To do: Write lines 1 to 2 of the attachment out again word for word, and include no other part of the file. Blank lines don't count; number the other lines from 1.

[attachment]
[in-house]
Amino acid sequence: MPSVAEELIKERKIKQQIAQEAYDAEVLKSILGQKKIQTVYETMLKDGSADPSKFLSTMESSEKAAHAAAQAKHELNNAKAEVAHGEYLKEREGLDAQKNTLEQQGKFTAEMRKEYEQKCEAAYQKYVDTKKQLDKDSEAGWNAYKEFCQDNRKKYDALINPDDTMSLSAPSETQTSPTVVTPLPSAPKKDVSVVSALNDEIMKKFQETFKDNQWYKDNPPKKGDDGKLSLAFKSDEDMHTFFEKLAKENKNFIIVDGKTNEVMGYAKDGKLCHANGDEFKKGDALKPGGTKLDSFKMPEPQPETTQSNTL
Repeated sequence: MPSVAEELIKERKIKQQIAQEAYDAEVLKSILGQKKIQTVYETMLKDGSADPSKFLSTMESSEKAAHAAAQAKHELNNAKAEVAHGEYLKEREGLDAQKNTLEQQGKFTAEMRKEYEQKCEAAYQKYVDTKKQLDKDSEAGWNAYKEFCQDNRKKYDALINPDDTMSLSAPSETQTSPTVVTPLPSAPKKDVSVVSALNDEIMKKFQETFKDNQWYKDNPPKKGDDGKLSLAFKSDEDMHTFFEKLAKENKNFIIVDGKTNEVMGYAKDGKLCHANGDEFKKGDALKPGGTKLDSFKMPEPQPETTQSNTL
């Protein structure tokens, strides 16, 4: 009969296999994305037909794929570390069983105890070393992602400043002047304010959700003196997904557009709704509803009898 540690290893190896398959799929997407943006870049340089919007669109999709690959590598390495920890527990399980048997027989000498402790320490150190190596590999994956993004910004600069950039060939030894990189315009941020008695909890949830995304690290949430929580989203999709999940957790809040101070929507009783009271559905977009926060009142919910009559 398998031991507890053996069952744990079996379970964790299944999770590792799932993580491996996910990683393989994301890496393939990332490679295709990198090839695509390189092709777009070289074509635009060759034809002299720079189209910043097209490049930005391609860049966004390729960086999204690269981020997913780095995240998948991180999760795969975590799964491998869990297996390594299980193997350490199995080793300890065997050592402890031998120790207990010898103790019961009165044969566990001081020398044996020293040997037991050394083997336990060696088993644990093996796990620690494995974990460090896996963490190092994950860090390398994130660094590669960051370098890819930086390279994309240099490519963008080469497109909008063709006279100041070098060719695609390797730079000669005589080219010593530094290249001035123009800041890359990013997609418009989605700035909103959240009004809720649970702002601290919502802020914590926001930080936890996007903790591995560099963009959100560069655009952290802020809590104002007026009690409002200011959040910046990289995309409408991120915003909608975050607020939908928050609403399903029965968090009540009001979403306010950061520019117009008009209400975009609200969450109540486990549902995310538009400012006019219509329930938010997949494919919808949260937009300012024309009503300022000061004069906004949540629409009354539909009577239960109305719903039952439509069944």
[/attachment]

[in-house]
Amino acid sequence: MPSVAEELIKERKIKQQIAQEAYDAEVLKSILGQKKIQTVYETMLKDGSADPSKFLSTMESSEKAAHAAAQAKHELNNAKAEVAHGEYLKEREGLDAQKNTLEQQGKFTAEMRKEYEQKCEAAYQKYVDTKKQLDKDSEAGWNAYKEFCQDNRKKYDALINPDDTMSLSAPSETQTSPTVVTPLPSAPKKDVSVVSALNDEIMKKFQETFKDNQWYKDNPPKKGDDGKLSLAFKSDEDMHTFFEKLAKENKNFIIVDGKTNEVMGYAKDGKLCHANGDEFKKGDALKPGGTKLDSFKMPEPQPETTQSNTL